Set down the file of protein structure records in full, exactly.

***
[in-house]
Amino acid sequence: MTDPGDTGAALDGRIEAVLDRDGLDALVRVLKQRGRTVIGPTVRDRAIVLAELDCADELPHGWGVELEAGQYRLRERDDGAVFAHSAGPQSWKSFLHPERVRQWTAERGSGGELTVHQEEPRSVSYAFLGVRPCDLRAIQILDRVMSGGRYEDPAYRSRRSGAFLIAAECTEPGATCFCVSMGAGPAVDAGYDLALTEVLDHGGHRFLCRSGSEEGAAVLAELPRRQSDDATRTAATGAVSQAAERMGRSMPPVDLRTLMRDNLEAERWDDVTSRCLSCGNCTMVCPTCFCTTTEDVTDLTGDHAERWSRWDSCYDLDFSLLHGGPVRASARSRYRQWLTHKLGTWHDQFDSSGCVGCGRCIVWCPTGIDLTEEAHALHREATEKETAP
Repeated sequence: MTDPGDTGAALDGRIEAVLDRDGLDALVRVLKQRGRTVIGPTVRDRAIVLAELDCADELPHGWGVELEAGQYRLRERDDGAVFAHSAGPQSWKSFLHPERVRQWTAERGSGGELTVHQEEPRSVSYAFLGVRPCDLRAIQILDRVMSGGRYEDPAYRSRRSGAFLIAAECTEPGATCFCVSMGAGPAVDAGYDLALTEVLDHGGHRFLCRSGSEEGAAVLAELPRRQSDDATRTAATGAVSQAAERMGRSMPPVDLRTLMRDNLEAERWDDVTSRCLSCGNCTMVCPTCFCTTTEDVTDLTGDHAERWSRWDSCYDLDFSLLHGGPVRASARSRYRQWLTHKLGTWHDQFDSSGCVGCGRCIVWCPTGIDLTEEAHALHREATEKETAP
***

[in-house]
Amino acid sequence: MTDPGDTGAALDGRIEAVLDRDGLDALVRVLKQRGRTVIGPTVRDRAIVLAELDCADELPHGWGVELEAGQYRLRERDDGAVFAHSAGPQSWKSFLHPERVRQWTAERGSGGELTVHQEEPRSVSYAFLGVRPCDLRAIQILDRVMSGGRYEDPAYRSRRSGAFLIAAECTEPGATCFCVSMGAGPAVDAGYDLALTEVLDHGGHRFLCRSGSEEGAAVLAELPRRQSDDATRTAATGAVSQAAERMGRSMPPVDLRTLMRDNLEAERWDDVTSRCLSCGNCTMVCPTCFCTTTEDVTDLTGDHAERWSRWDSCYDLDFSLLHGGPVRASARSRYRQWLTHKLGTWHDQFDSSGCVGCGRCIVWCPTGIDLTEEAHALHREATEKETAP
Repeated sequence: MTDPGDTGAALDGRIEAVLDRDGLDALVRVLKQRGRTVIGPTVRDRAIVLAELDCADELPHGWGVELEAGQYRLRERDDGAVFAHSAGPQSWKSFLHPERVRQWTAERGSGGELTVHQEEPRSVSYAFLGVRPCDLRAIQILDRVMSGGRYEDPAYRSRRSGAFLIAAECTEPGATCFCVSMGAGPAVDAGYDLALTEVLDHGGHRFLCRSGSEEGAAVLAELPRRQSDDATRTAATGAVSQAAERMGRSMPPVDLRTLMRDNLEAERWDDVTSRCLSCGNCTMVCPTCFCTTTEDVTDLTGDHAERWSRWDSCYDLDFSLLHGGPVRASARSRYRQWLTHKLGTWHDQFDSSGCVGCGRCIVWCPTGIDLTEEAHALHREATEKETAP